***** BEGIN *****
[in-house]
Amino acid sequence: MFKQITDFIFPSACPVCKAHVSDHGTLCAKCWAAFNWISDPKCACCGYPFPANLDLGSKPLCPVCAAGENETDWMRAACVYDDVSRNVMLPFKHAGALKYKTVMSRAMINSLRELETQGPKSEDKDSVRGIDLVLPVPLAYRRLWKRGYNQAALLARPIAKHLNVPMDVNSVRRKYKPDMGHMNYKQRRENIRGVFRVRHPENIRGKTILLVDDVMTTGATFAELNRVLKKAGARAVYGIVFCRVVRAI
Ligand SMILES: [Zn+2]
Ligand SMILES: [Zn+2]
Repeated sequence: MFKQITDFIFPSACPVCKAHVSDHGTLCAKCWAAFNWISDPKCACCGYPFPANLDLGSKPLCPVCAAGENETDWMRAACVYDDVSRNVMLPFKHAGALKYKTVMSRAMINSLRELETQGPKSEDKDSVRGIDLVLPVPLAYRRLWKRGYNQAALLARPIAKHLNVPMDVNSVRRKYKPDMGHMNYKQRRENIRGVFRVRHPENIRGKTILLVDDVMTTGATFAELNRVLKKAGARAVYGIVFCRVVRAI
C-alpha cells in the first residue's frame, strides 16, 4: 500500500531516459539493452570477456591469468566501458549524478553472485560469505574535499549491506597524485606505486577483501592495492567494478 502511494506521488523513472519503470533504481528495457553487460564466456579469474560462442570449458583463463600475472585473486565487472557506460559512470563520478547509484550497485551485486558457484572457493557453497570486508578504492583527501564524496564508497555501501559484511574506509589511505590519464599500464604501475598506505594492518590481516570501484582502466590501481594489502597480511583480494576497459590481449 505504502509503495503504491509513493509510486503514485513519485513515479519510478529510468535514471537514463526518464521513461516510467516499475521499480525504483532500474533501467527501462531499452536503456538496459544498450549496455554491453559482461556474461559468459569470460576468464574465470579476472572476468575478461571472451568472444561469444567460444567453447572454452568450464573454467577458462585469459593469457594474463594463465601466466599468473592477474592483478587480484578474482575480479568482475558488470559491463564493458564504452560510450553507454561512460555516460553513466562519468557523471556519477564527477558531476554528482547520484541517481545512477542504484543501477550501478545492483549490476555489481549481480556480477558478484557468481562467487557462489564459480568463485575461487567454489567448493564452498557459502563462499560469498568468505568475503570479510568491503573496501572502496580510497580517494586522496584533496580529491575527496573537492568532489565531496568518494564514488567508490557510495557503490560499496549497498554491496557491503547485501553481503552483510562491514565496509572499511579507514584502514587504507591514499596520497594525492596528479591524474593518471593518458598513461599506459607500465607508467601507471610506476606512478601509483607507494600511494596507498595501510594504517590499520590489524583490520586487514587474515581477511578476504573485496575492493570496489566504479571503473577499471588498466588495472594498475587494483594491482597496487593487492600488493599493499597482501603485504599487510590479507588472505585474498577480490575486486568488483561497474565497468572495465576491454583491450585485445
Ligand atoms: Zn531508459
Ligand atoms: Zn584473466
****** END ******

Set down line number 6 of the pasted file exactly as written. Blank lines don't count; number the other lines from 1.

C-alpha cells in the first residue's frame, strides 16, 4: 500500500531516459539493452570477456591469468566501458549524478553472485560469505574535499549491506597524485606505486577483501592495492567494478 502511494506521488523513472519503470533504481528495457553487460564466456579469474560462442570449458583463463600475472585473486565487472557506460559512470563520478547509484550497485551485486558457484572457493557453497570486508578504492583527501564524496564508497555501501559484511574506509589511505590519464599500464604501475598506505594492518590481516570501484582502466590501481594489502597480511583480494576497459590481449 505504502509503495503504491509513493509510486503514485513519485513515479519510478529510468535514471537514463526518464521513461516510467516499475521499480525504483532500474533501467527501462531499452536503456538496459544498450549496455554491453559482461556474461559468459569470460576468464574465470579476472572476468575478461571472451568472444561469444567460444567453447572454452568450464573454467577458462585469459593469457594474463594463465601466466599468473592477474592483478587480484578474482575480479568482475558488470559491463564493458564504452560510450553507454561512460555516460553513466562519468557523471556519477564527477558531476554528482547520484541517481545512477542504484543501477550501478545492483549490476555489481549481480556480477558478484557468481562467487557462489564459480568463485575461487567454489567448493564452498557459502563462499560469498568468505568475503570479510568491503573496501572502496580510497580517494586522496584533496580529491575527496573537492568532489565531496568518494564514488567508490557510495557503490560499496549497498554491496557491503547485501553481503552483510562491514565496509572499511579507514584502514587504507591514499596520497594525492596528479591524474593518471593518458598513461599506459607500465607508467601507471610506476606512478601509483607507494600511494596507498595501510594504517590499520590489524583490520586487514587474515581477511578476504573485496575492493570496489566504479571503473577499471588498466588495472594498475587494483594491482597496487593487492600488493599493499597482501603485504599487510590479507588472505585474498577480490575486486568488483561497474565497468572495465576491454583491450585485445